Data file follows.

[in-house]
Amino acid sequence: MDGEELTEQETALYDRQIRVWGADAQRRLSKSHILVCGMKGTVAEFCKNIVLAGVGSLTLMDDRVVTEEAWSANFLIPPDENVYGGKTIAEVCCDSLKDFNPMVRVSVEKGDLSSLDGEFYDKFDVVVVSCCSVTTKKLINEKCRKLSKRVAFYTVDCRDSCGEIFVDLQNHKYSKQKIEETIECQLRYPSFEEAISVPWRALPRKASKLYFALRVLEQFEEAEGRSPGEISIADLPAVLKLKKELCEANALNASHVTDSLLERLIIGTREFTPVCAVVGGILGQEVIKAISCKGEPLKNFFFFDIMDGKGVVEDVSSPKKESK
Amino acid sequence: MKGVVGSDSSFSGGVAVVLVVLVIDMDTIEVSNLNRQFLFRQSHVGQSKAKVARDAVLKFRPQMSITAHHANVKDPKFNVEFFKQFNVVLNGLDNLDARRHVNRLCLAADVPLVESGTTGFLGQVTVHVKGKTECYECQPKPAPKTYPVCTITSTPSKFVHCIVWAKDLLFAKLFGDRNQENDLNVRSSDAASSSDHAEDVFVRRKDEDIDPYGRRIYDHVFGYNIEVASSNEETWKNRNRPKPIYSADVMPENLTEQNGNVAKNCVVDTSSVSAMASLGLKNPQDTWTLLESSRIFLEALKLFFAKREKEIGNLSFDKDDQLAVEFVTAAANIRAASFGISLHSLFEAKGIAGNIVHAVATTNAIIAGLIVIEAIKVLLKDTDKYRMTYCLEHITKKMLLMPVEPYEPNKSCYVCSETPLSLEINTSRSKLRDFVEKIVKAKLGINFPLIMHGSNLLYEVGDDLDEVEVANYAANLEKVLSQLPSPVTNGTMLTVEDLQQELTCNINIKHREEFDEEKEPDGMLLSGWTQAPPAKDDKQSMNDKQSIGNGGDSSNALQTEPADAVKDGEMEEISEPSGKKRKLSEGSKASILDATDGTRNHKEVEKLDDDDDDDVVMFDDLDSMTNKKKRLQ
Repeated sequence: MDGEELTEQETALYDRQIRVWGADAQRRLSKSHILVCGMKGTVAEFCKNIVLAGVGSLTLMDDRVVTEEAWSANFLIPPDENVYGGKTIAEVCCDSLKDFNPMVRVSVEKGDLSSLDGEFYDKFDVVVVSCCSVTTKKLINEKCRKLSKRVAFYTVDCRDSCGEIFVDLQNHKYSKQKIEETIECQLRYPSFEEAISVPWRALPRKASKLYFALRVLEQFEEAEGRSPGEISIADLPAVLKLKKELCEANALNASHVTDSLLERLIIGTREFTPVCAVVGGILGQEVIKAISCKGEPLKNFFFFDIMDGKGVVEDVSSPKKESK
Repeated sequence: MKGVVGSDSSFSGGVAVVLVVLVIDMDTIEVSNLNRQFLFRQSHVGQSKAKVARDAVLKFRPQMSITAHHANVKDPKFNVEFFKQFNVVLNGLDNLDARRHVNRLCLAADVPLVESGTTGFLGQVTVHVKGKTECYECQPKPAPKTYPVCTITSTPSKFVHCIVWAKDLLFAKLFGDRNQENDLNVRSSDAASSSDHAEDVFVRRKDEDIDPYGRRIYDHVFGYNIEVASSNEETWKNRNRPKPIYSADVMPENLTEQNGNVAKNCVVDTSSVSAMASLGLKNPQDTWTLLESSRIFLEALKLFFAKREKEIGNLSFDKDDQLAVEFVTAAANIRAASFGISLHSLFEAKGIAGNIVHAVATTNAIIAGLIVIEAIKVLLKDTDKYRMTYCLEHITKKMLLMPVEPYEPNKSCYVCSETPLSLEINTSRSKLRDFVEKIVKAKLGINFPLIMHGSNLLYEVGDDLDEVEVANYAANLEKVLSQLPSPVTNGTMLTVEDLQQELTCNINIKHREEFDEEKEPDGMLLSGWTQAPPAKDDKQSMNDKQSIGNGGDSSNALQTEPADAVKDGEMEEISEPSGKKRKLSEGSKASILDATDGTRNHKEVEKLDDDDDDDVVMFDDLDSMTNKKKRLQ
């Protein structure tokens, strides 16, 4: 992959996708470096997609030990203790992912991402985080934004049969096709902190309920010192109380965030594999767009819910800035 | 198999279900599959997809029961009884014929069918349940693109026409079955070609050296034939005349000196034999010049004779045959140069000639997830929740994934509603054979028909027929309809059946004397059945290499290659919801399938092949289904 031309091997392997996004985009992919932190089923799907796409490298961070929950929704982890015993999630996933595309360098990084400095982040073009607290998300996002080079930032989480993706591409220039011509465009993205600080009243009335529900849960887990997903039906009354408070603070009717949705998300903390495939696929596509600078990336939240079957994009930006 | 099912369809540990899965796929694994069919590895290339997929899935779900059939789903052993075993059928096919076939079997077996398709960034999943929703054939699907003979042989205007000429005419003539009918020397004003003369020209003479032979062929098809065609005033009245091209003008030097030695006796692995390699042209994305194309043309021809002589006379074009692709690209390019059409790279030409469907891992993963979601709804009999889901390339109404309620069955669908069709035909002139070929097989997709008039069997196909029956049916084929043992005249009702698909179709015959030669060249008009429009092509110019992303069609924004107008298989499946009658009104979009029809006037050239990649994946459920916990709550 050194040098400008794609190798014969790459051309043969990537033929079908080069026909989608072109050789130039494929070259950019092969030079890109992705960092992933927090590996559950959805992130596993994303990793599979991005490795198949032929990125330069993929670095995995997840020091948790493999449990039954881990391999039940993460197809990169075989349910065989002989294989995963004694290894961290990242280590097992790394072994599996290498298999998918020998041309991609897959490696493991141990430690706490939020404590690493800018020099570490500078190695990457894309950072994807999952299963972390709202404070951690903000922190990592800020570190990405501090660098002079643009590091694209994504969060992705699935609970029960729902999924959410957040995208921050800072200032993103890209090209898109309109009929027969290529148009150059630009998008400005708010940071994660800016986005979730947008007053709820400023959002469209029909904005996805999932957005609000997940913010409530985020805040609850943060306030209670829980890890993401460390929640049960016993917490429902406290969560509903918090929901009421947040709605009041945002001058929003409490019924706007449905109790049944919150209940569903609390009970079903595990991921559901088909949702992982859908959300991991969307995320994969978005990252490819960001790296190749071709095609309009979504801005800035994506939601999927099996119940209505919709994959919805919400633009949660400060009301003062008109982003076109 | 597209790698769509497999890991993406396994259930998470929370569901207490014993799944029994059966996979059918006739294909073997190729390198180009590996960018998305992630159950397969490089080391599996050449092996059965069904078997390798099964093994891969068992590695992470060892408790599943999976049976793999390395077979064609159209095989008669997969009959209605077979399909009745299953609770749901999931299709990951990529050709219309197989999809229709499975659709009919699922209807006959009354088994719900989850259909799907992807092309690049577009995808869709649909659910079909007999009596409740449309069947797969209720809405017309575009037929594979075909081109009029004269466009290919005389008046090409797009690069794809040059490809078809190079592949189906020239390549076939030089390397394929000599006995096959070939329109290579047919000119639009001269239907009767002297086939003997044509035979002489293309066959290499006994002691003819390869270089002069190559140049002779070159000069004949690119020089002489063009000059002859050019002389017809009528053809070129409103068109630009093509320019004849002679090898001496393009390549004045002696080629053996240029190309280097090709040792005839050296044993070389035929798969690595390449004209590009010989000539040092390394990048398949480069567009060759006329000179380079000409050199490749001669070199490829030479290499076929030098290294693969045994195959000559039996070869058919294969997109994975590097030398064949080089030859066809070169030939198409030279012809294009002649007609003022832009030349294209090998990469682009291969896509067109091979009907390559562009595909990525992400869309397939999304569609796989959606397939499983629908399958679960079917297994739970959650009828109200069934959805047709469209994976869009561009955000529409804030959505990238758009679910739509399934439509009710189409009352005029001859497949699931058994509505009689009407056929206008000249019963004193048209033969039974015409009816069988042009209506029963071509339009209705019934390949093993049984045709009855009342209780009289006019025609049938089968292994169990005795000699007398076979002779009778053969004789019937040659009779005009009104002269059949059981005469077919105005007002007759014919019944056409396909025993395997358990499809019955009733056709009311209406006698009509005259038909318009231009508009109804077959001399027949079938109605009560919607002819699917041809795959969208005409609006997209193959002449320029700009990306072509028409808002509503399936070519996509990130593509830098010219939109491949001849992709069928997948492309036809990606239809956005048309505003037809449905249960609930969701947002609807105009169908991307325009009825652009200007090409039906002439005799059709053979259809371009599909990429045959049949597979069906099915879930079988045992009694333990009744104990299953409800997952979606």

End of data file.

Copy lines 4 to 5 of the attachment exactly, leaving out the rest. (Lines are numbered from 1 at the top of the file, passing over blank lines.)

Repeated sequence: MDGEELTEQETALYDRQIRVWGADAQRRLSKSHILVCGMKGTVAEFCKNIVLAGVGSLTLMDDRVVTEEAWSANFLIPPDENVYGGKTIAEVCCDSLKDFNPMVRVSVEKGDLSSLDGEFYDKFDVVVVSCCSVTTKKLINEKCRKLSKRVAFYTVDCRDSCGEIFVDLQNHKYSKQKIEETIECQLRYPSFEEAISVPWRALPRKASKLYFALRVLEQFEEAEGRSPGEISIADLPAVLKLKKELCEANALNASHVTDSLLERLIIGTREFTPVCAVVGGILGQEVIKAISCKGEPLKNFFFFDIMDGKGVVEDVSSPKKESK
Repeated sequence: MKGVVGSDSSFSGGVAVVLVVLVIDMDTIEVSNLNRQFLFRQSHVGQSKAKVARDAVLKFRPQMSITAHHANVKDPKFNVEFFKQFNVVLNGLDNLDARRHVNRLCLAADVPLVESGTTGFLGQVTVHVKGKTECYECQPKPAPKTYPVCTITSTPSKFVHCIVWAKDLLFAKLFGDRNQENDLNVRSSDAASSSDHAEDVFVRRKDEDIDPYGRRIYDHVFGYNIEVASSNEETWKNRNRPKPIYSADVMPENLTEQNGNVAKNCVVDTSSVSAMASLGLKNPQDTWTLLESSRIFLEALKLFFAKREKEIGNLSFDKDDQLAVEFVTAAANIRAASFGISLHSLFEAKGIAGNIVHAVATTNAIIAGLIVIEAIKVLLKDTDKYRMTYCLEHITKKMLLMPVEPYEPNKSCYVCSETPLSLEINTSRSKLRDFVEKIVKAKLGINFPLIMHGSNLLYEVGDDLDEVEVANYAANLEKVLSQLPSPVTNGTMLTVEDLQQELTCNINIKHREEFDEEKEPDGMLLSGWTQAPPAKDDKQSMNDKQSIGNGGDSSNALQTEPADAVKDGEMEEISEPSGKKRKLSEGSKASILDATDGTRNHKEVEKLDDDDDDDVVMFDDLDSMTNKKKRLQ